Challenge Cup: York boss Henderson grateful to Sheffield Eagles ‘mentor’ Aston

Andrew Henderson and Mark Aston
Andrew Henderson (left) thanks Mark Aston for help on his coaching journey
Event: LNER stadium Date: Sunday, April 2 Kick off: 12:30pm BST Coverage: Live on BBC iPlayer, BBC Red Button, BBC Sport website and app

York head coach Andrew Henderson thanks Sheffield boss Mark Aston for putting him on his coaching path as the two friends go head-to-head in Sunday’s Challenge Cup tie.

Henderson played 130 games for the Eagles, winning two of the three Grand Finals reached under Aston’s tutelage.

His Knights side must now beat his former club to advance to the fifth round.

“It’s always a challenge when you’re up against someone you’ve worked with,” Henderson told BBC Sport.

“He’ll know about me and the way my teams play. I have a lot of respect for him and he’s had an influence on my career and my training. It’s always good to catch up with one of your mentors.”

Having grown up in Australia, being born on the English Riviera in Torquay and playing his rugby league for clubs as varied as Balmain, Castleford, Barrow and Gateshead, Sheffield retains a special place in Henderson’s heart.

Since hanging up his boots and becoming a manager, the former Scotland international has been head coach in London, assistant coach at Warrington and even head of rugby union at Keighley in a totally different, more strategic hat.

His focus now is on York, and turning the potential of a club with top-flight aspirations into a real contender.

He has run into his old friend Aston on numerous occasions, but feels this scenario with the Knights is slightly different.

“It’s a different situation now, in London we were a full-time team with Super League ambitions, whereas now I’m coaching a club part-time, still with Super League ambitions, but at a different stage of the journey,” he added. Henderson. .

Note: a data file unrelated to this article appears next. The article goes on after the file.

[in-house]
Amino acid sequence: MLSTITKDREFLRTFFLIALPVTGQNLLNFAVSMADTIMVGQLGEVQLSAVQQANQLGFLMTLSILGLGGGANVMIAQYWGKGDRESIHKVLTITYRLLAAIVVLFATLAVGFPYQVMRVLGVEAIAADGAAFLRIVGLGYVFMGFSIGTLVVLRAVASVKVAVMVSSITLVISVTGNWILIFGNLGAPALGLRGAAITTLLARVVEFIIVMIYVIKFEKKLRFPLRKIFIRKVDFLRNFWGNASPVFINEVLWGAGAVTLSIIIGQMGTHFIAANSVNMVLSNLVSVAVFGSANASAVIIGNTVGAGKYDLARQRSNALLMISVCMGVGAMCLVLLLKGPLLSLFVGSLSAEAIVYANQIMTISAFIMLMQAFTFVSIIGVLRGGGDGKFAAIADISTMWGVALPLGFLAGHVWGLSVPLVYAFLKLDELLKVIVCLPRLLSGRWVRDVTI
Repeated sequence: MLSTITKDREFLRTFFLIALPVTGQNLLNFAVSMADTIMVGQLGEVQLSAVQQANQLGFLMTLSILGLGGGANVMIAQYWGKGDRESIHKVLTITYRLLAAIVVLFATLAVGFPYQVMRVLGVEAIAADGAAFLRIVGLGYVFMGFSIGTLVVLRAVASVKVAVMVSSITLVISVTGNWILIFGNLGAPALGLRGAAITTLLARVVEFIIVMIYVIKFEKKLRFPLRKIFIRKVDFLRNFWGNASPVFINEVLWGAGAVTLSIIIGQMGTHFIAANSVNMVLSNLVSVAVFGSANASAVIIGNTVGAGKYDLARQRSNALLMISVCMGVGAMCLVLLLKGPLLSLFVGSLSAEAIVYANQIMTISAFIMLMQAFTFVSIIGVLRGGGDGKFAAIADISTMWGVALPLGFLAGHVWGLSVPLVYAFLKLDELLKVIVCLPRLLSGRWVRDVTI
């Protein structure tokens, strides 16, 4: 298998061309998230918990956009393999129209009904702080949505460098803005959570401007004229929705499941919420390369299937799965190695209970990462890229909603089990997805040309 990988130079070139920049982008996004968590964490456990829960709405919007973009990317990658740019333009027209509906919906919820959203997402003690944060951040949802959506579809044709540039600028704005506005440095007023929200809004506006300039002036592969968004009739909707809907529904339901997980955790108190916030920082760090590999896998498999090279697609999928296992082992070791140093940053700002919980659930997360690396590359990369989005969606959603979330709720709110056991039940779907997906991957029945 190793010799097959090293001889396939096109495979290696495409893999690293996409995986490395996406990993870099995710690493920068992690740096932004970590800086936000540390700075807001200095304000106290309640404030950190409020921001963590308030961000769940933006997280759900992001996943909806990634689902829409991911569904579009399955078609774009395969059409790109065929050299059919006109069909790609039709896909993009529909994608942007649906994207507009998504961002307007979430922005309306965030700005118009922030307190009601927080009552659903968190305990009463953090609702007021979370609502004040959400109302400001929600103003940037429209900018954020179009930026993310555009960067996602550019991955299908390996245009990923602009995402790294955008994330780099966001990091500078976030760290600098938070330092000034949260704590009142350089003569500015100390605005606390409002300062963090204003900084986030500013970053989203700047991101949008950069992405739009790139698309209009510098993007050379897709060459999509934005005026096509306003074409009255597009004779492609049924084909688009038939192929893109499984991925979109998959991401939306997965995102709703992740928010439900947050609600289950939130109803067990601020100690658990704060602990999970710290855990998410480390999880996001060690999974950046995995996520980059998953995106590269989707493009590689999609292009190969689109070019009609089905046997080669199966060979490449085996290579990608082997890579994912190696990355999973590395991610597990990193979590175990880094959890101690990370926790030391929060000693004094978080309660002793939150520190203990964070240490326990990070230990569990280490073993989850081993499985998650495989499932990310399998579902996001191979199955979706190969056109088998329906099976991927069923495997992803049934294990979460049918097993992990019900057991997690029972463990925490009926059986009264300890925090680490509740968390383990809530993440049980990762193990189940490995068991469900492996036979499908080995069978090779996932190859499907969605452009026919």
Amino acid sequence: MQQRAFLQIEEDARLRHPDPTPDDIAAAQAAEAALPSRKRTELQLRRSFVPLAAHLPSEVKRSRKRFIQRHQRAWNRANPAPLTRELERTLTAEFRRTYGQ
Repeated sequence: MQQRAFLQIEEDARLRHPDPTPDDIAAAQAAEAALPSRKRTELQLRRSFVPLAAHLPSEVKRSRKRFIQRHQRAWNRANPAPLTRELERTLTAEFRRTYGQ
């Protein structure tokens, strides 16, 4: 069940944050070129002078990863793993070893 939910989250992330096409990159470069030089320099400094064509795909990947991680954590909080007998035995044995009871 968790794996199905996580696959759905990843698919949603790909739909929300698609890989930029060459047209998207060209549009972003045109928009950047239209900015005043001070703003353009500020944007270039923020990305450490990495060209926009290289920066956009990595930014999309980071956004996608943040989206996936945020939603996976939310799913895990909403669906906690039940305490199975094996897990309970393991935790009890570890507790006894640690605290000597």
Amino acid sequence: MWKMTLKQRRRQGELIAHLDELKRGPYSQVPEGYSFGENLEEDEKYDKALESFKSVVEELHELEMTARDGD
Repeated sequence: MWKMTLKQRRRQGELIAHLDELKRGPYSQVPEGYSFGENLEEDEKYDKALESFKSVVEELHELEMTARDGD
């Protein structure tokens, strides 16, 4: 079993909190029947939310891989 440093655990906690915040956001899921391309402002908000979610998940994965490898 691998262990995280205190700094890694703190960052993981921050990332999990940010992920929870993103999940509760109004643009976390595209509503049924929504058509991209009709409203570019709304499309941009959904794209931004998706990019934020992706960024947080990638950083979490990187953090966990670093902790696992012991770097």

“Sheffield is doing the same, trying to build for that dream.”

Aston full of praise for ‘champion’ Henderson

Having been a leader on the pitch and a useful conduit off it while with the Aston team, there is much affection and respect for a man the Eagles manager describes as “an absolute champion”.

Aston always felt that Henderson’s personal skills and attributes suggested he would be a good fit, and he has “no qualms” that he will make York a success in the five years he has been given to deliver the project.

“He was the ultimate professional,” Aston said. “As a player I was lucky to spend a year with him (before retiring) and he was a good coach.

“He took care of himself, he talked and he had the knowledge, when you have that in your locker, and the way he talked to the players and got the players to play, it doesn’t surprise me.”

Eagles hoping to extend the legacy

Aston believe Sheffield continue to reap the benefits of the work Henderson helped implement during his time and the paths set for rugby league in South Yorkshire.

Having had an association with Sheffield for 37 years, winning the Lance Todd Trophy in the 1998 cup victory and having done just about every job, Aston are already entrenched in Eagles history.

That work has been tireless in retaining professional rugby league in Sheffield, and their move to Olympic Legacy Park was an important step forward after a nomadic state following the demolition of the old Don Valley Stadium.

“We’ve had many difficult years, time out of town, but now we’re back in town,” Aston added.

“There’s the development of the youth, men’s, women’s and wheelchair teams, and we have a learning disability team.

“We’ve really worked, not just with the men’s team but also with the foundation, with people like David Butler, Adam Hughes and Andrea Dobson. It’s about the ‘one club’ spirit. We’re all part of Sheffield Eagles.”


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